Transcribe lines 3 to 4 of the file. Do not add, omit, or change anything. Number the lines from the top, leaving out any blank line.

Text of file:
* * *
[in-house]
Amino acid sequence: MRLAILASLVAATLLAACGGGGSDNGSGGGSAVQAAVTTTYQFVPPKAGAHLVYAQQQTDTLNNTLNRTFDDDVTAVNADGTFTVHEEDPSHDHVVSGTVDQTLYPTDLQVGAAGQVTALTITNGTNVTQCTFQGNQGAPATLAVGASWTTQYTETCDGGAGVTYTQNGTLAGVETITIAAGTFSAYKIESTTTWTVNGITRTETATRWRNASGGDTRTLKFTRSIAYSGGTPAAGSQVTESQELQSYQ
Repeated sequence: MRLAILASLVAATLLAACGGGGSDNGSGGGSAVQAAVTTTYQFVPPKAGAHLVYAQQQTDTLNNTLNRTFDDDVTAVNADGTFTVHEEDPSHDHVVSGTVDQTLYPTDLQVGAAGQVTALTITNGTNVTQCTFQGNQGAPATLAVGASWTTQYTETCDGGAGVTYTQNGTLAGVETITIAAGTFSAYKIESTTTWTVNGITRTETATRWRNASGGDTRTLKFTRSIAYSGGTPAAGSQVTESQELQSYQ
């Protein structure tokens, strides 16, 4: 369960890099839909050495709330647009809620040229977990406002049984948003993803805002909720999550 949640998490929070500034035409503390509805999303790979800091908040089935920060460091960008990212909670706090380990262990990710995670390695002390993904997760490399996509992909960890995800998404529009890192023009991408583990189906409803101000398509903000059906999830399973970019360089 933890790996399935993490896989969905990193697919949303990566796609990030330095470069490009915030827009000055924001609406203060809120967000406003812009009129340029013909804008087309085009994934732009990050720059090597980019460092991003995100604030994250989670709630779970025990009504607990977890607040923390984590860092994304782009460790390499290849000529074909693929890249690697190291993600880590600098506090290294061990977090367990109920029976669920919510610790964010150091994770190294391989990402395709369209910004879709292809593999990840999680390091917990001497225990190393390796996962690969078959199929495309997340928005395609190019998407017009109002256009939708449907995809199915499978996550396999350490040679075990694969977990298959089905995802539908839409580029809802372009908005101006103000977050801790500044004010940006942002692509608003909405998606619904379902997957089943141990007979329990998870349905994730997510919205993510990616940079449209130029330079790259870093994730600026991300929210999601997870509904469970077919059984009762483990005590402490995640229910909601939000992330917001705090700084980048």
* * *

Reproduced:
Repeated sequence: MRLAILASLVAATLLAACGGGGSDNGSGGGSAVQAAVTTTYQFVPPKAGAHLVYAQQQTDTLNNTLNRTFDDDVTAVNADGTFTVHEEDPSHDHVVSGTVDQTLYPTDLQVGAAGQVTALTITNGTNVTQCTFQGNQGAPATLAVGASWTTQYTETCDGGAGVTYTQNGTLAGVETITIAAGTFSAYKIESTTTWTVNGITRTETATRWRNASGGDTRTLKFTRSIAYSGGTPAAGSQVTESQELQSYQ
């Protein structure tokens, strides 16, 4: 369960890099839909050495709330647009809620040229977990406002049984948003993803805002909720999550 949640998490929070500034035409503390509805999303790979800091908040089935920060460091960008990212909670706090380990262990990710995670390695002390993904997760490399996509992909960890995800998404529009890192023009991408583990189906409803101000398509903000059906999830399973970019360089 933890790996399935993490896989969905990193697919949303990566796609990030330095470069490009915030827009000055924001609406203060809120967000406003812009009129340029013909804008087309085009994934732009990050720059090597980019460092991003995100604030994250989670709630779970025990009504607990977890607040923390984590860092994304782009460790390499290849000529074909693929890249690697190291993600880590600098506090290294061990977090367990109920029976669920919510610790964010150091994770190294391989990402395709369209910004879709292809593999990840999680390091917990001497225990190393390796996962690969078959199929495309997340928005395609190019998407017009109002256009939708449907995809199915499978996550396999350490040679075990694969977990298959089905995802539908839409580029809802372009908005101006103000977050801790500044004010940006942002692509608003909405998606619904379902997957089943141990007979329990998870349905994730997510919205993510990616940079449209130029330079790259870093994730600026991300929210999601997870509904469970077919059984009762483990005590402490995640229910909601939000992330917001705090700084980048």